Affluent countries must agree to quantifiable cuts in greenhouse gas emissions that are far deeper than previously pledged, or the upcoming global talks on climate change in Copenhagen, Denmark, will be a failure, Chile’s leader warned the General Assembly today.
Addressing the annual General Debate, President Michelle Bachelet said she wanted to “sound the alarm” that unless countries coordinate their levels at the highest level, then the talks in the Danish capital in December will not produce an agreement setting limits on gas emissions that can go into effect when the Kyoto Protocol’s first commitment period ends in 2012.
“We risk failure in what is the most urgent cause to be taken up by the world at this time,” Mrs. Bachelet said, noting the efforts of the UN this week – including the high-level summit hosted by Secretary-General Ban Ki-moon yesterday – to try to build momentum on the issue.
“We have the ability to correct the course of our future. Let us not use the economic crisis as an excuse for not reaching an agreement that our citizens are demanding.”
Mrs. Bachelet urged industrialized nations to “adopt quantifiable goals for more ambitious emissions reductions than those currently existing. If they assume their historical responsibility with deeds, and not only words, and if they undertake to provide the necessary technological and financial support, then the developing world will be able to make an even greater effort to meet this challenge.”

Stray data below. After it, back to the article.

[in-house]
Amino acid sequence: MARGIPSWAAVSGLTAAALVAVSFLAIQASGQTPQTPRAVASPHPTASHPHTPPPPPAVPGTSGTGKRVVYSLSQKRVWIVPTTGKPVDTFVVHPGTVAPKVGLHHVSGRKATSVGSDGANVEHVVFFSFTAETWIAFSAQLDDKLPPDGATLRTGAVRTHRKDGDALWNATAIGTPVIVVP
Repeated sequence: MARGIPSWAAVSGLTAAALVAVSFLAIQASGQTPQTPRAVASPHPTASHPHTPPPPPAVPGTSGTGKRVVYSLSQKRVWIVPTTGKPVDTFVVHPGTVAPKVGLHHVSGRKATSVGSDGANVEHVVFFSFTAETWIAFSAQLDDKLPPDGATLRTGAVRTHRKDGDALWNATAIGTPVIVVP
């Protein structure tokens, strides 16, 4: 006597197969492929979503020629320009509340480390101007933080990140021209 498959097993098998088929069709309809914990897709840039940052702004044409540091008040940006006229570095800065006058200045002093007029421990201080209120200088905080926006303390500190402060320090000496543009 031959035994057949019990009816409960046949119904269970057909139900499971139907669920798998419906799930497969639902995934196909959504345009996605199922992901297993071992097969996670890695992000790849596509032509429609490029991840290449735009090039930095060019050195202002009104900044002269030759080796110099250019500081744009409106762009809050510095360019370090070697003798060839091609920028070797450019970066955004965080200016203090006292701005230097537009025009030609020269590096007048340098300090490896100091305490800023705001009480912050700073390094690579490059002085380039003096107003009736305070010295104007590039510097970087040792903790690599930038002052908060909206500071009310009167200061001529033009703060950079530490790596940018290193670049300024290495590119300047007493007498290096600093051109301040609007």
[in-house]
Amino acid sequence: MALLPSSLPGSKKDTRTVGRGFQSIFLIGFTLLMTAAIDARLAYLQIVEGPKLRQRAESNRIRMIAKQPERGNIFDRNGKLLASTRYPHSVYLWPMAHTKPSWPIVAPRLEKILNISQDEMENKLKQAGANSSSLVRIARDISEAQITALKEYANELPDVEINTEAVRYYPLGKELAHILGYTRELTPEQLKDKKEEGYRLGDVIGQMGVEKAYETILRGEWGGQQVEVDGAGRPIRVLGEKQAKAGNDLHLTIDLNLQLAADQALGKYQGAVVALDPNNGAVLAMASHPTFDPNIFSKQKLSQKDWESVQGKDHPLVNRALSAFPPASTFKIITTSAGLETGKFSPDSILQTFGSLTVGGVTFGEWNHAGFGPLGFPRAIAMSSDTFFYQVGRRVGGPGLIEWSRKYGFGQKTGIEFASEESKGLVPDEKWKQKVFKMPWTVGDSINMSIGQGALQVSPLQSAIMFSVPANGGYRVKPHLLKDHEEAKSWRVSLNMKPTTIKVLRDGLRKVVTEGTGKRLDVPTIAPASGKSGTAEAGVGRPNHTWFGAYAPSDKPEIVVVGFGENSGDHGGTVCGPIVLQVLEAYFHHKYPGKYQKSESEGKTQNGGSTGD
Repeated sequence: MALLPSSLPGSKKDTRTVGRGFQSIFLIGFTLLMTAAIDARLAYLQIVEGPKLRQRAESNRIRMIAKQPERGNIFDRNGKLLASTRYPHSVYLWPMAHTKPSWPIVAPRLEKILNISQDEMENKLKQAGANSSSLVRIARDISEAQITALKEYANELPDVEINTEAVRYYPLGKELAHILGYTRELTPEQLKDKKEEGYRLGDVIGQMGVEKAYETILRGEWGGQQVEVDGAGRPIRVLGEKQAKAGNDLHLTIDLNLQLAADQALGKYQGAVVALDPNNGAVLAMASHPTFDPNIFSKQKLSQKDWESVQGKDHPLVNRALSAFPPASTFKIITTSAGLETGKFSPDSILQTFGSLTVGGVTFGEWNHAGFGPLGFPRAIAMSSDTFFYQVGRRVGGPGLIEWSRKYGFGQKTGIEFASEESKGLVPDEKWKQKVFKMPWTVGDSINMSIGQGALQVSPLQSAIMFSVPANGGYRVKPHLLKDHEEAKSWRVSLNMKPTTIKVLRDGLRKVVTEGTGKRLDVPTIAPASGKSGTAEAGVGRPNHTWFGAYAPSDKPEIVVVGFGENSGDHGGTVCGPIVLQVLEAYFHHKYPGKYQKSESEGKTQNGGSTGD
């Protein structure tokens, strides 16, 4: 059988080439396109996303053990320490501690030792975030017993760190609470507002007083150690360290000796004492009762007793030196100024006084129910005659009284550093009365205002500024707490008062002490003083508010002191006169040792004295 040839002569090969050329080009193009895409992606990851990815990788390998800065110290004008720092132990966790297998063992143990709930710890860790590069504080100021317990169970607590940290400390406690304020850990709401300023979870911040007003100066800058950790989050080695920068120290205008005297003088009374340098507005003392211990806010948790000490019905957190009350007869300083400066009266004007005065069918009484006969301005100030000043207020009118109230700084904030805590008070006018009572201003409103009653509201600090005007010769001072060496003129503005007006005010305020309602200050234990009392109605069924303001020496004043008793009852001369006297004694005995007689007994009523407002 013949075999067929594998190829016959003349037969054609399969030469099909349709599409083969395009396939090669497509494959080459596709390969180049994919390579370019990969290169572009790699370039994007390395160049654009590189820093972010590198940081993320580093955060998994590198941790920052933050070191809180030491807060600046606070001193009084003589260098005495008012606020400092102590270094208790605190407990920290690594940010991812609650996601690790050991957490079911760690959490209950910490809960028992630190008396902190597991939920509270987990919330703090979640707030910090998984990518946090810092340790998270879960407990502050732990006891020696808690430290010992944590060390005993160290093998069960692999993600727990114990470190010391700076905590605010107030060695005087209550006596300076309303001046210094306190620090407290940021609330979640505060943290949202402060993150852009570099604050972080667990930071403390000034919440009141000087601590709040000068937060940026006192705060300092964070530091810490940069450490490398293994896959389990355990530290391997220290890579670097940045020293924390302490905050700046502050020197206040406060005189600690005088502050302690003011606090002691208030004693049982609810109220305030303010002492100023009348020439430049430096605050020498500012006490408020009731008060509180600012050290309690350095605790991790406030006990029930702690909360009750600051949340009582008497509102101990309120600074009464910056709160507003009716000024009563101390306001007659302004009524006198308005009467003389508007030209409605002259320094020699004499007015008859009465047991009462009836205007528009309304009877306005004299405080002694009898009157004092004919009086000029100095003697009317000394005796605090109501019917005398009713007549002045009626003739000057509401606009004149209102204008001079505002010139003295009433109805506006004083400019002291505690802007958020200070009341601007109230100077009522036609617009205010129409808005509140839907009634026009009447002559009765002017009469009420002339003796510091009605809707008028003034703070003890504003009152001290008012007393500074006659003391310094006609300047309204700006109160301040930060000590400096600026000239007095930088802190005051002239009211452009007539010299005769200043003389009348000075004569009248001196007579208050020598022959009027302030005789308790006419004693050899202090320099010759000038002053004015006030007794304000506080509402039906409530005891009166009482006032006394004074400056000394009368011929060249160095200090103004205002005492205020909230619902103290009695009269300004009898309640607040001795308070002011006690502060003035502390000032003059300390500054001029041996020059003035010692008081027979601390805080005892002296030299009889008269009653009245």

Monaco’s Prince Albert II also spotlighted the issue of climate change in his address, stressing that “a failure in the Copenhagen negotiations shouldn’t be an option” and urging his counterparts to live up to their previous commitments.
“We must, together, developed countries, countries with high CO2 emissions, developing countries, succeed in defining a post-Kyoto agenda strictly in line with a low carbon-emission future.”
He called for more innovative measures to combat or adapt to the impact of climate change to try to prevent more catastrophic effects in the future.
For his part, the Emir of Qatar, Sheikh Hamad bin Khalifa al-Thani emphasized the important of clean and renewable sources of energy – especially solar energy, which is abundant in the Persian Gulf country.
“Qatar looks forward to a more intensive international effort in sharing information and expertise in the development of solar and other renewable energies, and urges developed countries to provide modern technologies in this area and contribute to implementing and financing renewable energy projects around the world,” the Emir said.
He noted that while his country has enough energy reserves to meet its needs for decades, “we are fully aware of the future challenges facing the international communities in terms of the implications of greenhouse gas emissions, climate change and their negative effects on sustainable development projects.”